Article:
Croatia won the men's competition for the first time since the country gained independence in 1991, and the United States won their first gold since the women's competition was introduced in Sydney in 2000.
Both teams had managed silvers, Croatia in Atlanta and the USA in Sydney and Beijing, but neither had looked down from the top of the podium.
Croatia took the men's tournament by storm, winning all eight of their matches, including Beijing runners-up USA and outside tip Montenegro in the knockout phase.
Hungary were in the hunt for their fourth consecutive gold and their 10th overall, but they were knocked out at the quarter-final stage by Italy, who went on to beat the pre-tournament favourites Serbia in the semis.
It should have been no surprise that Italy, the reigning world champions, spoiled the party for the Hungarians and Serbians, but few had backed them to make it all the way to the final.
A shock of a different sort came as the USA men's team finished eighth.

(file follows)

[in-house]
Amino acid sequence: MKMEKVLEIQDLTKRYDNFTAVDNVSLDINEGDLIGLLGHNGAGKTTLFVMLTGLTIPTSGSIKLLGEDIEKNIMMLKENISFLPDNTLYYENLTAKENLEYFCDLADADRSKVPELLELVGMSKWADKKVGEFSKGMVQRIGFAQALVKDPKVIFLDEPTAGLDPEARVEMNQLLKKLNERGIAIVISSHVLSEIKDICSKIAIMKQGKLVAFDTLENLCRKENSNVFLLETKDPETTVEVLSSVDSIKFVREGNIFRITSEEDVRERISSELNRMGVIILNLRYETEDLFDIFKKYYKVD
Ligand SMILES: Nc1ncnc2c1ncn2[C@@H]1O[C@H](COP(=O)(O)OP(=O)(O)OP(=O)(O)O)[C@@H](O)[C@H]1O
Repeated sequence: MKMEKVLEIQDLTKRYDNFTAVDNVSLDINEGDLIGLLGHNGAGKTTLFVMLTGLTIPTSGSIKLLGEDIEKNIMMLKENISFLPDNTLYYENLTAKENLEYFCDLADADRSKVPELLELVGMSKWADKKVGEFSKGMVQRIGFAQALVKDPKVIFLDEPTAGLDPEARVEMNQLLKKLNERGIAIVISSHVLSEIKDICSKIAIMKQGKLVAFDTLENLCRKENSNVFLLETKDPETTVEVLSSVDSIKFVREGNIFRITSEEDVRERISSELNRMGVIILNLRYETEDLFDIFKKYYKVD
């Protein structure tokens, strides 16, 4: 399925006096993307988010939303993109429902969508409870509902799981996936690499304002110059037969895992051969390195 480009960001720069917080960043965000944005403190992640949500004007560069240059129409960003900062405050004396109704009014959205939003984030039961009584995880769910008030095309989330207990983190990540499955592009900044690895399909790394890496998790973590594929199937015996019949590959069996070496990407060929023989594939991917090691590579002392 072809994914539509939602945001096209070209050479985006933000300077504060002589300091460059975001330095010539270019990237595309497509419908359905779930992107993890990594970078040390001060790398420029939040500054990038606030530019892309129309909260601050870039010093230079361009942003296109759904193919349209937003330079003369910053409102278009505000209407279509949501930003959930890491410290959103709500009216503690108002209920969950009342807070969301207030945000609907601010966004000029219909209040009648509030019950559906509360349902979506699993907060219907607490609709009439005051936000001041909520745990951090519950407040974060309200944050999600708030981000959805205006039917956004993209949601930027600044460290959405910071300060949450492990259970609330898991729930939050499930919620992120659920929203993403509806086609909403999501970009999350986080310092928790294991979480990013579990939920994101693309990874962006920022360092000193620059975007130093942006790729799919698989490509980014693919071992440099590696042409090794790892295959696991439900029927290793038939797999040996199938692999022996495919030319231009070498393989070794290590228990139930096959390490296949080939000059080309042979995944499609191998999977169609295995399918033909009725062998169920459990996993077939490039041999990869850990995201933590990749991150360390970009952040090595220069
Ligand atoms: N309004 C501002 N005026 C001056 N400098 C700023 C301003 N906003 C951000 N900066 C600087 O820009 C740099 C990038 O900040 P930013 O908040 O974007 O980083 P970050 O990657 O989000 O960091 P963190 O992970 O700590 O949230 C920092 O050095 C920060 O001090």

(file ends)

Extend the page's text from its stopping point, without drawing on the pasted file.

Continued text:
Their campaign started well with a win over Montenegro, but the Beijing silver medallists scraped out of Group B in fourth place, only to lose to Croatia in the quarter-finals, and to Spain and Australia in classification games.
Their female counterparts, however, proved worthy winners, overpowering a young Spain side in the final.
On their way to gold, the experienced team qualified second to the Spaniards only by goal difference, and beat Italy and Australia in the knockout stages.
Outstanding individual performances came from the USA's star woman Maggie Steffens, who bagged 21 goals from 27 shots in the tournament, and Serbia's Andrija Prlainovic who fired home 22 from 40 attempts.